“I want to tell my story not because it’s unique but because it is not”.
“A moving, unflinching memoir of hard-won success, struggles with addiction, and a lifelong mission to give back from the late iconic actor beloved for his roles in The Wire, Boardwalk Empire, and Lovecraft Country. When Michael K. Williams died on September 6, 2021, he left behind a career as one of the most electrifying actors of his generation. From his star turn as Omar Little in The Wire to Chalky White in Boardwalk Empire to Emmy-nominated roles in HBO’s The Night Of and Lovecraft Country, Williams inhabited a slew of indelible roles that he portrayed with a rawness and vulnerability that leapt off the screen. Beyond the nominations and acclaim, Williams played characters who connected, whose humanity couldn’t be denied, whose stories were too often left out of the main narrative.”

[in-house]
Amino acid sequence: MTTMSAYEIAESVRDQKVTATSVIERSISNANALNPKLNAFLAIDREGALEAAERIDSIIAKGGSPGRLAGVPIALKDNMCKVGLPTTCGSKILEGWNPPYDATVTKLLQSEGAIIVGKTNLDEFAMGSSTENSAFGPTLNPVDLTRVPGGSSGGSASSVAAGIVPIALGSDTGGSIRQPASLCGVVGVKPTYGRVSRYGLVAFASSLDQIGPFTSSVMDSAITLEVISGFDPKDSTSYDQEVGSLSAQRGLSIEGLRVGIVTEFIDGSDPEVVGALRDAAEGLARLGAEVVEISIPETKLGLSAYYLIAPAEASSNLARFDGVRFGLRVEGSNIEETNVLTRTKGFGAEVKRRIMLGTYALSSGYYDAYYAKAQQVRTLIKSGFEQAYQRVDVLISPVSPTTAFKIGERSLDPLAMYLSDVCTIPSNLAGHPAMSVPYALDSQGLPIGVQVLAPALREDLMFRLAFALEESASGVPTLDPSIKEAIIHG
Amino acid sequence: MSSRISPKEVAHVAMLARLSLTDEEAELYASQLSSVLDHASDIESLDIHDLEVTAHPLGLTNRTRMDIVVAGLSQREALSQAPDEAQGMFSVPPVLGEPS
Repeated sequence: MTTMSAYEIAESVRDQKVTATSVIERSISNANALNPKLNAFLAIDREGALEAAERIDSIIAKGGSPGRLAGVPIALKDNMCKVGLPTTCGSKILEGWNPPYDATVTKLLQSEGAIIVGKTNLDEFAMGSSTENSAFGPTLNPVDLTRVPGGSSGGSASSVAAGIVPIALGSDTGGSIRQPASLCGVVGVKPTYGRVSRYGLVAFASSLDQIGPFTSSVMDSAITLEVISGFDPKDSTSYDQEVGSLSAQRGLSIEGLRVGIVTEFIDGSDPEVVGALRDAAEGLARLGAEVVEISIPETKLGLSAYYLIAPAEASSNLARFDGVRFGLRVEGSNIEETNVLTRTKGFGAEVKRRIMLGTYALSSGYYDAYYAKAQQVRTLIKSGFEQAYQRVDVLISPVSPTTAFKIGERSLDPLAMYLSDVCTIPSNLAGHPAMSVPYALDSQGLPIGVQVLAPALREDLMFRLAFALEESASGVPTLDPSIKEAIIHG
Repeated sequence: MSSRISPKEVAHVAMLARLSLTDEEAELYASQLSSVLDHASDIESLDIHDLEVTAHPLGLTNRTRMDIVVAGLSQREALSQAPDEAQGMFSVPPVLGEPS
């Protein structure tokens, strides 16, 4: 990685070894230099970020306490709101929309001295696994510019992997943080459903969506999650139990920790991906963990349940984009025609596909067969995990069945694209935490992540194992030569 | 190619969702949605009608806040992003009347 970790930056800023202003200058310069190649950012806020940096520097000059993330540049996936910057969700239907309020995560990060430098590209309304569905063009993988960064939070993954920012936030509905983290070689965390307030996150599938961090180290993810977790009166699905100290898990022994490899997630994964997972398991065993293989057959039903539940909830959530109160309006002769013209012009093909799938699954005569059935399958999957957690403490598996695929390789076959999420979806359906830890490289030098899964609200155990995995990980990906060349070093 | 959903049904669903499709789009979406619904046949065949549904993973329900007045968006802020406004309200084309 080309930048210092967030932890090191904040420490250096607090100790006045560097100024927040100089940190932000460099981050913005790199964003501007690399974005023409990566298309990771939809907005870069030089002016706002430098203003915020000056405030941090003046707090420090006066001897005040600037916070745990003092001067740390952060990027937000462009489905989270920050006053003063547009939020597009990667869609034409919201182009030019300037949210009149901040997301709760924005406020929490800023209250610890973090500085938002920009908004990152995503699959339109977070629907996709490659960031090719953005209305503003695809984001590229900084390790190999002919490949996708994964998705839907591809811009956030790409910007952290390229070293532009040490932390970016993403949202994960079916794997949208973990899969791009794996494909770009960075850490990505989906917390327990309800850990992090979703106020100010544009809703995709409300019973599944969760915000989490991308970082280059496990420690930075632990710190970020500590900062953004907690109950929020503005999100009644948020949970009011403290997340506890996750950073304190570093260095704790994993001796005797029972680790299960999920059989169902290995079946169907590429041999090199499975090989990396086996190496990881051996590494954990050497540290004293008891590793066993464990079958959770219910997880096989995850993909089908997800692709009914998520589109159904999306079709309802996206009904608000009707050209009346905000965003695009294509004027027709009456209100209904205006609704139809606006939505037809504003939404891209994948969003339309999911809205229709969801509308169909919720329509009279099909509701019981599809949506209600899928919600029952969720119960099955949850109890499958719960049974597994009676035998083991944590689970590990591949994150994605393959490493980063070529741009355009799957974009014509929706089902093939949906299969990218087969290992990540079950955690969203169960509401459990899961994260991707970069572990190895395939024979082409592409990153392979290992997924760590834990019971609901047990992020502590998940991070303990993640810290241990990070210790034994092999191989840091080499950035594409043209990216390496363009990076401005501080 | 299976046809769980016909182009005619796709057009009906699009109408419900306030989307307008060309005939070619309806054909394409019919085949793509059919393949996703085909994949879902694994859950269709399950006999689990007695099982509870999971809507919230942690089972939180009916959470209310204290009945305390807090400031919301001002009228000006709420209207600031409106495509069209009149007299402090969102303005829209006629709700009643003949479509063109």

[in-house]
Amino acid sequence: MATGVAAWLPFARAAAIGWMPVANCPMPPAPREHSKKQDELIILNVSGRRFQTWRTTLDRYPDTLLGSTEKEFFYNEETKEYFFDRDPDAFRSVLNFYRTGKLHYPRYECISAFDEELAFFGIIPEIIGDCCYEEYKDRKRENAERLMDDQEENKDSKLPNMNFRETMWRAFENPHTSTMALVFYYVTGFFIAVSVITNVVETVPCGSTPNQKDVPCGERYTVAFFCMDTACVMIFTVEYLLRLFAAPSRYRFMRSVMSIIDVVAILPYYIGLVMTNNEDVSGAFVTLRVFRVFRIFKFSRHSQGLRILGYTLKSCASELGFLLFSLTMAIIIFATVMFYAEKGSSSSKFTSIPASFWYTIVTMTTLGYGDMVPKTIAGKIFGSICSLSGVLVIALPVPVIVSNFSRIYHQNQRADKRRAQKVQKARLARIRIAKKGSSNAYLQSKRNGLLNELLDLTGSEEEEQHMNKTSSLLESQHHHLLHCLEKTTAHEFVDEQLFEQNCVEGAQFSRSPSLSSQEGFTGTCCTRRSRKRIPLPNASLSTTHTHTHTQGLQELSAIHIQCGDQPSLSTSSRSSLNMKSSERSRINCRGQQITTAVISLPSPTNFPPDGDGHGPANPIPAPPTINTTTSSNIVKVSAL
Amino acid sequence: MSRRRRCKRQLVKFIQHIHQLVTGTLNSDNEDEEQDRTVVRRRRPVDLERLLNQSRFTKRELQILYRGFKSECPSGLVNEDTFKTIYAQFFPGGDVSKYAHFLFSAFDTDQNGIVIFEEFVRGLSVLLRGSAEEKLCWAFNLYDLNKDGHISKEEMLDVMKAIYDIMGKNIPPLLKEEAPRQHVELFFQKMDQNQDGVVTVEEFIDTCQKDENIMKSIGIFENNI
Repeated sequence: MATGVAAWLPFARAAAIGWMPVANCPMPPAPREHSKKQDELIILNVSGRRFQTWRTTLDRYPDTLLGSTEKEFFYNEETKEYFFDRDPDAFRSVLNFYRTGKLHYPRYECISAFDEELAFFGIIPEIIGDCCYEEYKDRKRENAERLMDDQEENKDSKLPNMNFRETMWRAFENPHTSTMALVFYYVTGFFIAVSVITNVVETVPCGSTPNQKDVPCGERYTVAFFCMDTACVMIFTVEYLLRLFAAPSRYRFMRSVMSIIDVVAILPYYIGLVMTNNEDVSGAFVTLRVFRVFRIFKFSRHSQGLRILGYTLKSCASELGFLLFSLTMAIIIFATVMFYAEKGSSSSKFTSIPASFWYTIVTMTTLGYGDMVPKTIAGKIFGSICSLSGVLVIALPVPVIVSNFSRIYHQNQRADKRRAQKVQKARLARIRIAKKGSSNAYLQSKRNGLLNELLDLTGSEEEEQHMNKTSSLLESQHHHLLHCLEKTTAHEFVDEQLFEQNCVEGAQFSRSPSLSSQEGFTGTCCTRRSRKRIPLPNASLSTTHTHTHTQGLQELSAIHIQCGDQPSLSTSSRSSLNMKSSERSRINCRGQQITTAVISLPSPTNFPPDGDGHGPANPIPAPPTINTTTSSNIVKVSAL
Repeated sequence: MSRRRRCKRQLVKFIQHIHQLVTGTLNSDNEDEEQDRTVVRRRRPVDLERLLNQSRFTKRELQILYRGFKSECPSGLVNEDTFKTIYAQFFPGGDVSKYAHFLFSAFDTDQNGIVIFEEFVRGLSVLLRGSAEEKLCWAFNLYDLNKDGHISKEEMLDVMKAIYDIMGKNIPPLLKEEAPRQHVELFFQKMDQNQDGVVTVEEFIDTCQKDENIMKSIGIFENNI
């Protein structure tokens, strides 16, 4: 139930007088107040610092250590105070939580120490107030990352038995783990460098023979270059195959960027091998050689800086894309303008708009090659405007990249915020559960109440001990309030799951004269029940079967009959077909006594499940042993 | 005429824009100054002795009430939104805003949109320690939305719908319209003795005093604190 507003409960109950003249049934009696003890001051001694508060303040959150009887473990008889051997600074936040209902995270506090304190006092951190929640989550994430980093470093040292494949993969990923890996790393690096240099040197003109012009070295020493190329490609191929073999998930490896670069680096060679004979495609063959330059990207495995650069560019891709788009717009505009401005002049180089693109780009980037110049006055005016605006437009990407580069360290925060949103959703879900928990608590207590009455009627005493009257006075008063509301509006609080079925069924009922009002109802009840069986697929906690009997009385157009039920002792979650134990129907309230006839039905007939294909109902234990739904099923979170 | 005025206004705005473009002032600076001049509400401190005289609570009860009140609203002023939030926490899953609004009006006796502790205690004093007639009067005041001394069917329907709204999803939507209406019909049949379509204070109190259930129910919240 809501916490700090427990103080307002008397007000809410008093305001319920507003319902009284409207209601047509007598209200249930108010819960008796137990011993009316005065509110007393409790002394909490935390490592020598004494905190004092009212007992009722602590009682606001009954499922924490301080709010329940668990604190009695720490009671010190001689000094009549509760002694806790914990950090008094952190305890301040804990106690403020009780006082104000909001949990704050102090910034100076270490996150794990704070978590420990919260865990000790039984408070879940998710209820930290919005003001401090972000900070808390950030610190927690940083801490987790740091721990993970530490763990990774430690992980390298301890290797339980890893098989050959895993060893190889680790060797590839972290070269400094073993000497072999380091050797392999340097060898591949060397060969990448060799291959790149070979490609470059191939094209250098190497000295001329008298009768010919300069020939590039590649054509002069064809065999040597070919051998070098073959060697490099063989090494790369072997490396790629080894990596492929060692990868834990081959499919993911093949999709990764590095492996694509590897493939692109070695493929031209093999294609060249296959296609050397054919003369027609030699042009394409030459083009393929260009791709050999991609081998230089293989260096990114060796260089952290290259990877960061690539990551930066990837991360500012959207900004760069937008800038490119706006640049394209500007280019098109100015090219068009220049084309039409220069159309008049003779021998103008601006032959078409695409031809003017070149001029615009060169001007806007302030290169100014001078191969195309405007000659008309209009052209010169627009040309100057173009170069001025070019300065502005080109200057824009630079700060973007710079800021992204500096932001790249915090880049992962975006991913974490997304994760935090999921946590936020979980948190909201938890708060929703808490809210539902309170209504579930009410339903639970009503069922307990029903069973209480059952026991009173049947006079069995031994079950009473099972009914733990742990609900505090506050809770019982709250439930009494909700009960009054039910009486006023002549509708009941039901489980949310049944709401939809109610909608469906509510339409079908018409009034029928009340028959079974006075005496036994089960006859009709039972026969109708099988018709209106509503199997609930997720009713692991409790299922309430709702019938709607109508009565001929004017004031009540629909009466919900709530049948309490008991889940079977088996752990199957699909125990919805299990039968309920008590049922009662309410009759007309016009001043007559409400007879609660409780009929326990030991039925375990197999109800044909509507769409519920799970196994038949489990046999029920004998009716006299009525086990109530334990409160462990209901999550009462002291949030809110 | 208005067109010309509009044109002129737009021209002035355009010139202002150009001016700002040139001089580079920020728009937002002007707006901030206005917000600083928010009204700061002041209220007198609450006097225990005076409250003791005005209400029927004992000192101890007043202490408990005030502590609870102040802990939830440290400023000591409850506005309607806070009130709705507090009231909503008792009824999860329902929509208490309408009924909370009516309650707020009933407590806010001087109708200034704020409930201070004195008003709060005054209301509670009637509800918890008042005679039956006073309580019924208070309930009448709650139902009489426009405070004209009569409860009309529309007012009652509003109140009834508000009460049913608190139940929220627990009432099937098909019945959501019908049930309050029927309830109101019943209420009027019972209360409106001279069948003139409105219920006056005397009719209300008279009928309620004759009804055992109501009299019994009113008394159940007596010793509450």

This memoir should not have affected me as much as it did. I had only seen Michael K. Williams in a few things (I’ve never really watched The Wire), we have very different upbringings, and I knew little to nothing about his death when I heard about it in 2021. However Williams’ story is told in a way that is brutally honest and hard-hitting. He of course has experience in this style of narrative because even before his death he was sharing his experience with others in hopes that it would help them. I cannot think of many memoirs that were near completion when the subject passed away, and if there are any I definitely haven’t read them. Although you know how the author’s “story” ends, it doesn’t stop you for rooting for him to “make it”. While this memoir is heartbreaking, it’s also filled with hope and love and definitely worth the tears.